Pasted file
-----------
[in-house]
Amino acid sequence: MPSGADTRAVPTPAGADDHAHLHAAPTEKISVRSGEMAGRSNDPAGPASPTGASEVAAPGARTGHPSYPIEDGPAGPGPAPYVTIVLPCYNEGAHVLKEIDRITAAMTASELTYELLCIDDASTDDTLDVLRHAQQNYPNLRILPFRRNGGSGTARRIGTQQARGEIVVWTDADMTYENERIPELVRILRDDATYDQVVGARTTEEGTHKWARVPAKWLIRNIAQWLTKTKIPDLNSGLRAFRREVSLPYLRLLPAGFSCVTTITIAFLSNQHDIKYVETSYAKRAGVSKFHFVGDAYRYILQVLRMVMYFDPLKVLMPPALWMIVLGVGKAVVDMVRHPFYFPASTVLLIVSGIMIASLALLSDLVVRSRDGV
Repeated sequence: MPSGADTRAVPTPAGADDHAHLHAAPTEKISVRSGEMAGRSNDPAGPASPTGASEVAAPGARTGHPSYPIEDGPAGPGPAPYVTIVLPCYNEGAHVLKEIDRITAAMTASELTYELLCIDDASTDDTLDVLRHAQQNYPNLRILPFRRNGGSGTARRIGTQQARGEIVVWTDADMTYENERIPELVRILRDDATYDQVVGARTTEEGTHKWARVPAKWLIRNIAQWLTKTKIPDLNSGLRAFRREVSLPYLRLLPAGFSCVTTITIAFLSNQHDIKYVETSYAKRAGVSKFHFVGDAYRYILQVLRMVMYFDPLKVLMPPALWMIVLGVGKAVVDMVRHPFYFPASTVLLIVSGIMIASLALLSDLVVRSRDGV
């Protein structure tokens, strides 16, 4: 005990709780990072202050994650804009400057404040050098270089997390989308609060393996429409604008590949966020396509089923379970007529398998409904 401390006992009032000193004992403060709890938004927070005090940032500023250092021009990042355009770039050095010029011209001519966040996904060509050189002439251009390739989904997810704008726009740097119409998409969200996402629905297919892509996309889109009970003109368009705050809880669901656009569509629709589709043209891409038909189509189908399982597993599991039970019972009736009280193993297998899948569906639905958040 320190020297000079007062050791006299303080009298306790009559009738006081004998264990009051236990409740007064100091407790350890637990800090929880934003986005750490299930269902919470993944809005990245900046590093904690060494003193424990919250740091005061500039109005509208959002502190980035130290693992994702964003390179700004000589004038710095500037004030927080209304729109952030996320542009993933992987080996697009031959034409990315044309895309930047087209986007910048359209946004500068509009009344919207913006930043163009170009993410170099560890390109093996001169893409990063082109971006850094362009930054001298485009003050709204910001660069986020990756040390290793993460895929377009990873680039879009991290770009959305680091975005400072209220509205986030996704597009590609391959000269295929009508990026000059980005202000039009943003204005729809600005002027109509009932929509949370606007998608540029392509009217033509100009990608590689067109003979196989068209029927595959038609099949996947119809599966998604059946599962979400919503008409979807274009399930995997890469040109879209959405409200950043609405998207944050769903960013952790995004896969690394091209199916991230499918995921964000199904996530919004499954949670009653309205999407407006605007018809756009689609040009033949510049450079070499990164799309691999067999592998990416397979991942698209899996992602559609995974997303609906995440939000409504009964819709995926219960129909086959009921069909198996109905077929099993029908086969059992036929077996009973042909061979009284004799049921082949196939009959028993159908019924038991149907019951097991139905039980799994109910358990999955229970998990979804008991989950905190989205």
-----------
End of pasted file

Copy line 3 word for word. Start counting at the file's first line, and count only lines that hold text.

Repeated sequence: MPSGADTRAVPTPAGADDHAHLHAAPTEKISVRSGEMAGRSNDPAGPASPTGASEVAAPGARTGHPSYPIEDGPAGPGPAPYVTIVLPCYNEGAHVLKEIDRITAAMTASELTYELLCIDDASTDDTLDVLRHAQQNYPNLRILPFRRNGGSGTARRIGTQQARGEIVVWTDADMTYENERIPELVRILRDDATYDQVVGARTTEEGTHKWARVPAKWLIRNIAQWLTKTKIPDLNSGLRAFRREVSLPYLRLLPAGFSCVTTITIAFLSNQHDIKYVETSYAKRAGVSKFHFVGDAYRYILQVLRMVMYFDPLKVLMPPALWMIVLGVGKAVVDMVRHPFYFPASTVLLIVSGIMIASLALLSDLVVRSRDGV